01 Mar 2012
- Written by Tri-State Defender Newsroom
The black hair care industry is a nearly billion-dollar business, and for black women, a lot of them just aren’t comfortable with their nappy hair. Natural black hair just isn’t attractive to many black folk.
by Pearl Walker-Ali
Special to the Tri-State Defender
The black hair care industry is a nearly billion-dollar business, and for black women, a lot of them just aren’t comfortable with their nappy hair. Natural black hair just isn’t attractive to many black folk. How powerful an image was it for black women and girls around the world to see one of the best actresses of our generation on the red carpet just happy to be nappy.
| Viola Davis came up short in her bid to win an Oscar for her performance in “The Help.” Her decision to wear her hair short and natural was a winner. Davis and her husband, Julius Tennon walk the red carpet before the 84th Annual Academy Awards. (Photo by Bryan Crowe/A.M.P.A.S.)|
| Viola Davis in 2008 (Courtesy photo)|
| Viola Davis in 2010 (Photo by Joella Marano)|
“He said, ‘If you want to wear it for your career, that’s fine, but in your life wear your hair. Step into who you are!’ It’s a very powerful statement.”
Tennon reportedly thought she was stunning with natural hair on the cover and in a photo spread in the Los Angeles Times magazine earlier this month. And on Oscar night, Tennon thought his wife looked lovely, and younger too, with the short crop, reddish hue and emerald green Vera Wang gown.
His position was paramount because so many women are held hostage to relaxers to satisfy the desires of their significant other.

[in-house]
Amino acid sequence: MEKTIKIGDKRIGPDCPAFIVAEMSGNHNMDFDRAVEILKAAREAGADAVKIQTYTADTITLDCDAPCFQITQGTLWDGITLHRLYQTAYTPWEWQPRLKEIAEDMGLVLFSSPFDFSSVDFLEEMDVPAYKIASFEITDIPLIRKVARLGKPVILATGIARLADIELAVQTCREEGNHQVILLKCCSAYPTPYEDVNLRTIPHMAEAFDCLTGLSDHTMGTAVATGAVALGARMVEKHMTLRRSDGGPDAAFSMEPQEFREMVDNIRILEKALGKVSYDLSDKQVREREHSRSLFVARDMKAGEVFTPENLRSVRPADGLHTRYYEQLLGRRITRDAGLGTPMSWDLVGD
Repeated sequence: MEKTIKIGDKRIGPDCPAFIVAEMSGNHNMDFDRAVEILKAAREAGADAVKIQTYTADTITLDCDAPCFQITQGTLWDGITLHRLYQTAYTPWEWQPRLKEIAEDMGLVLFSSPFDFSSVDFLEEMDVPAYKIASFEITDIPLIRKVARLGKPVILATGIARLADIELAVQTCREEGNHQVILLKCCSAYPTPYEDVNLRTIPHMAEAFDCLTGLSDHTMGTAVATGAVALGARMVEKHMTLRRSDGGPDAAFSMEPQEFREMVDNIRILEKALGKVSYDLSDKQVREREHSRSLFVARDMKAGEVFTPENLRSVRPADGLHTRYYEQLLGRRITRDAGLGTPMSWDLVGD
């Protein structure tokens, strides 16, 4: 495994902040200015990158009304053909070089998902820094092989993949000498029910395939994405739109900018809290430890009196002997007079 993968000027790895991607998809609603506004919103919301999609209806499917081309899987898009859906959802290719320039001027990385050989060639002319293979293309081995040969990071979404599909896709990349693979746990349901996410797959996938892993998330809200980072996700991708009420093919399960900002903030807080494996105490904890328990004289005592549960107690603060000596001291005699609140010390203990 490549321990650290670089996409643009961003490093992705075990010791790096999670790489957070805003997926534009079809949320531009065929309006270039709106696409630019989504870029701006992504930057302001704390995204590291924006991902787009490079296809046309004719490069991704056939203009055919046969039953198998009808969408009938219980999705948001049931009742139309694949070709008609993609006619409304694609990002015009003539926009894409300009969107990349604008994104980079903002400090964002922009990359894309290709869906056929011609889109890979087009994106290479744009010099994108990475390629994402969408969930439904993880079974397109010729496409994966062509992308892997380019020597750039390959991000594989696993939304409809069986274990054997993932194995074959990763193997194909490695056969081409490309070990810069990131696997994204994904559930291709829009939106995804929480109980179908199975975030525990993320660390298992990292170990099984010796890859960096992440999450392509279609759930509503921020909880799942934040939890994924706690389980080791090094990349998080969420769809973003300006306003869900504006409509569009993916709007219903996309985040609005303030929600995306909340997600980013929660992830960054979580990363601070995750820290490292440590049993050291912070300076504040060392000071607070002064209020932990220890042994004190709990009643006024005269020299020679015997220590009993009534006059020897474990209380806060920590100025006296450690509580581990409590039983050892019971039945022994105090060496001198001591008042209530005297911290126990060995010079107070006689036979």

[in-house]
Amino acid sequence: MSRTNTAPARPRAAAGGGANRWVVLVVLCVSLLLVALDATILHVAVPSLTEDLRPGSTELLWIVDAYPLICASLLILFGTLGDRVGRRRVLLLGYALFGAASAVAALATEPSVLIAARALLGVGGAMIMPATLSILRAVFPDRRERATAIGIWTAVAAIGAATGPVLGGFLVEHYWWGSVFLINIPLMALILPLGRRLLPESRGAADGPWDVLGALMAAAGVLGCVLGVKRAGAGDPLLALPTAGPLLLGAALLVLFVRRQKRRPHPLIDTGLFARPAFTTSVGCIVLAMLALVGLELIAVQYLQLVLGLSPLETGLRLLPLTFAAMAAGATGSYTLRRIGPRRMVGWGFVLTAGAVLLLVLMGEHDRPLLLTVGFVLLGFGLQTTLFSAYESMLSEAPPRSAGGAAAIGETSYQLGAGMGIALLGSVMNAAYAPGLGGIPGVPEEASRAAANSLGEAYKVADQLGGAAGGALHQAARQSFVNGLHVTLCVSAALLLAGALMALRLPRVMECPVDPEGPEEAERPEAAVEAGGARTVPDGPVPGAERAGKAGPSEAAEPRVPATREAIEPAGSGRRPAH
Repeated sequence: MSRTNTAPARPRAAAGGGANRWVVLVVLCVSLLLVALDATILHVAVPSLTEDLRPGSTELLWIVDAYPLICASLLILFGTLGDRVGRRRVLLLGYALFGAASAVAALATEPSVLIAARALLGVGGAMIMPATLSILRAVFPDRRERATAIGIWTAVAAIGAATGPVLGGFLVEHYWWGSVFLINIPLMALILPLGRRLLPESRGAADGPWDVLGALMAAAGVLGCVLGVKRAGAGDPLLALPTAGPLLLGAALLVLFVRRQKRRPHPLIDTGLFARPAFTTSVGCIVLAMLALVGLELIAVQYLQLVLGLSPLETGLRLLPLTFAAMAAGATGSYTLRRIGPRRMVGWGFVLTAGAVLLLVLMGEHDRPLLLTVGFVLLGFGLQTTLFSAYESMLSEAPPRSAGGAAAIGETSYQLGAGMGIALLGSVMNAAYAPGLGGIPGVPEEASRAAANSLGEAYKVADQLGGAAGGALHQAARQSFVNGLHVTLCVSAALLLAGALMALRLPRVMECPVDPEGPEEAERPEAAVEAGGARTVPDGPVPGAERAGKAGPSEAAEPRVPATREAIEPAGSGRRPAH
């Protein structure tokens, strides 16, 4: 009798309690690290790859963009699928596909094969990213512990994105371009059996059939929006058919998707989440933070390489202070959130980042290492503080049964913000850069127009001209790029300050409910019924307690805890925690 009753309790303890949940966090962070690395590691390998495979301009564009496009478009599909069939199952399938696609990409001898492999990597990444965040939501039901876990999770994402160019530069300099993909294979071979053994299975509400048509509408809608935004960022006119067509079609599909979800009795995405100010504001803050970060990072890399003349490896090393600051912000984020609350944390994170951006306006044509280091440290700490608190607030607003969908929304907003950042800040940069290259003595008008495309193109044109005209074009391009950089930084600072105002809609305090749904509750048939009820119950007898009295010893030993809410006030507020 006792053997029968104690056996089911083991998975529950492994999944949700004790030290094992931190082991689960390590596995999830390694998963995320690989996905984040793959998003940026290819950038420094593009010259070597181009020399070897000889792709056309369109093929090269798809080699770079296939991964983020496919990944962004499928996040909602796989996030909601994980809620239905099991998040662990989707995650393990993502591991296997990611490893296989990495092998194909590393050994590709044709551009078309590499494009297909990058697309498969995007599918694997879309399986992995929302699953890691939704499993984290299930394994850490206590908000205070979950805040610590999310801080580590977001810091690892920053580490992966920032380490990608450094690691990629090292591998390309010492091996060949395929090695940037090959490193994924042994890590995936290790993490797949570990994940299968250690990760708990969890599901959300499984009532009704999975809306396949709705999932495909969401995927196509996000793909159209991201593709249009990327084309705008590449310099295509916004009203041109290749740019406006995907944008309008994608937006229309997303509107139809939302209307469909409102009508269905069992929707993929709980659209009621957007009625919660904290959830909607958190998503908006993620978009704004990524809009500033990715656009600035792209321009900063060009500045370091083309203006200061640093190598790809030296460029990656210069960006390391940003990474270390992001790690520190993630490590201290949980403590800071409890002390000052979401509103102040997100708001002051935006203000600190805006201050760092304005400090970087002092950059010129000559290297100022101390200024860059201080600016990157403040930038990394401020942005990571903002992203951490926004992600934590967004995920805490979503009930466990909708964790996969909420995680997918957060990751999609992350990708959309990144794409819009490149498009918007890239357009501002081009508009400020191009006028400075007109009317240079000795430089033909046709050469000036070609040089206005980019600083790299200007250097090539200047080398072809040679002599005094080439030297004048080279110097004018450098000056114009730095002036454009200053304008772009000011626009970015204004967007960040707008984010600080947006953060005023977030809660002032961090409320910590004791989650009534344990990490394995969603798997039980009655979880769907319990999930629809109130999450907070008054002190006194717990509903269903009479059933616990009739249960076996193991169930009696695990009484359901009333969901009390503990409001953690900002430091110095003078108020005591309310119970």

Innerlightradio.com, based out of Los Angeles, conducted a live discussion Tuesday evening on the significance of Davis wearing her natural hair to the Oscars. The discussion featured comedian Daryl Mooney (son of Paul Mooney) and actress/director Tann Moore.
“As a Black man, I loved the fact that her husband – a black man – told her to wear her hair natural because he thought she looked better, prettier and younger….That was a big huge statement for black men and women across the board,” said Mooney.
“I think she wanted to be a Nubian queen to show she was a free black woman and not the maid stereotype.”
Moore said, “I don’t know if she set out to make a point, but I actually thought about that…her hair said that you can be beautiful naturally. For me, it’s that it is beautiful to be who you are and remove the façade and all of the extra stuff and be exactly who you are….I think she carried it very well. She was regal and elegant.”
Davis’ “black mocha skin” made a statement too,” said Moore.
“Here in Black Hollywood we can be silly…the lighter the better, but here is this Nubian deep mocha queen, on the front row at the Oscars being nominated with the likes of a Meryl Streep. I hope that younger and older women will look at Viola and say, ‘We have come a long way, and she was very inspiring!!!’”
Davis had a total look that did not go un-noticed. Kendra Young, a pharmacist who works out five times a week said, “I think she was gorgeous, and her body was banging!”
TaKeisha Berry-Brooks, owner of A Natural Affair Beauty Lounge, viewed the 84th Academy Awards.
“Viola was beautiful for the Oscars. I loved her hair color, and the way her brows accented the color, said Berry-Brooks. “It was a graceful look.”
Gigi Hill, loctician at Legacy Locks and Natural Styles, said, “Viola’s ‘this is me’ appearance during that star studded event will cause not only natural beauty awareness, but inspire strength and self love for black women who really are still under the mask.”
(Pearl Walker-Ali is the owner of Legacy Locks & Natural Styles. To reach her, call 901-289-6909.)